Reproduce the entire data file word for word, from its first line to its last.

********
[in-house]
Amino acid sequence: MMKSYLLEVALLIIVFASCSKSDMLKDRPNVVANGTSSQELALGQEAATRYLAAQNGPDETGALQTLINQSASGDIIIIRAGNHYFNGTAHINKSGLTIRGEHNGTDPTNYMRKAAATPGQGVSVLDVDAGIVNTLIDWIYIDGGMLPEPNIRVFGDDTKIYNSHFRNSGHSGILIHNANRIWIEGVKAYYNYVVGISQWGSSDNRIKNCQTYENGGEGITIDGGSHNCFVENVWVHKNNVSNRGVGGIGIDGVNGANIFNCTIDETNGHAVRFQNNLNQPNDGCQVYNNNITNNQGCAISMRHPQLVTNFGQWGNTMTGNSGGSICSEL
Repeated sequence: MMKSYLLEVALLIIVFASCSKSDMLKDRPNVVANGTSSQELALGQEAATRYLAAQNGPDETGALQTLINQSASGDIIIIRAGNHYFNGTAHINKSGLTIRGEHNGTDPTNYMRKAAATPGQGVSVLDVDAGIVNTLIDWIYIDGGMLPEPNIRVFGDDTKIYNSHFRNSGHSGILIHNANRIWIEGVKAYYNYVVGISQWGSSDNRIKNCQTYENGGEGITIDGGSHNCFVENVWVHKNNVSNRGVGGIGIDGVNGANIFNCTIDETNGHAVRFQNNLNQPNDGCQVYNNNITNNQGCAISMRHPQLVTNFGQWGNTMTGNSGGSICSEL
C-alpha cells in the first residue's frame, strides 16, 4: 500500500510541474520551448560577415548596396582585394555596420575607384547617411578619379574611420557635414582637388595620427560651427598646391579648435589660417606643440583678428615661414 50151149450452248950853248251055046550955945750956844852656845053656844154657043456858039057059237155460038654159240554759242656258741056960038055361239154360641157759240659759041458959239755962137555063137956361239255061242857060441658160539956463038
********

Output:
[in-house]
Amino acid sequence: MMKSYLLEVALLIIVFASCSKSDMLKDRPNVVANGTSSQELALGQEAATRYLAAQNGPDETGALQTLINQSASGDIIIIRAGNHYFNGTAHINKSGLTIRGEHNGTDPTNYMRKAAATPGQGVSVLDVDAGIVNTLIDWIYIDGGMLPEPNIRVFGDDTKIYNSHFRNSGHSGILIHNANRIWIEGVKAYYNYVVGISQWGSSDNRIKNCQTYENGGEGITIDGGSHNCFVENVWVHKNNVSNRGVGGIGIDGVNGANIFNCTIDETNGHAVRFQNNLNQPNDGCQVYNNNITNNQGCAISMRHPQLVTNFGQWGNTMTGNSGGSICSEL
Repeated sequence: MMKSYLLEVALLIIVFASCSKSDMLKDRPNVVANGTSSQELALGQEAATRYLAAQNGPDETGALQTLINQSASGDIIIIRAGNHYFNGTAHINKSGLTIRGEHNGTDPTNYMRKAAATPGQGVSVLDVDAGIVNTLIDWIYIDGGMLPEPNIRVFGDDTKIYNSHFRNSGHSGILIHNANRIWIEGVKAYYNYVVGISQWGSSDNRIKNCQTYENGGEGITIDGGSHNCFVENVWVHKNNVSNRGVGGIGIDGVNGANIFNCTIDETNGHAVRFQNNLNQPNDGCQVYNNNITNNQGCAISMRHPQLVTNFGQWGNTMTGNSGGSICSEL
C-alpha cells in the first residue's frame, strides 16, 4: 500500500510541474520551448560577415548596396582585394555596420575607384547617411578619379574611420557635414582637388595620427560651427598646391579648435589660417606643440583678428615661414 50151149450452248950853248251055046550955945750956844852656845053656844154657043456858039057059237155460038654159240554759242656258741056960038055361239154360641157759240659759041458959239755962137555063137956361239255061242857060441658160539956463038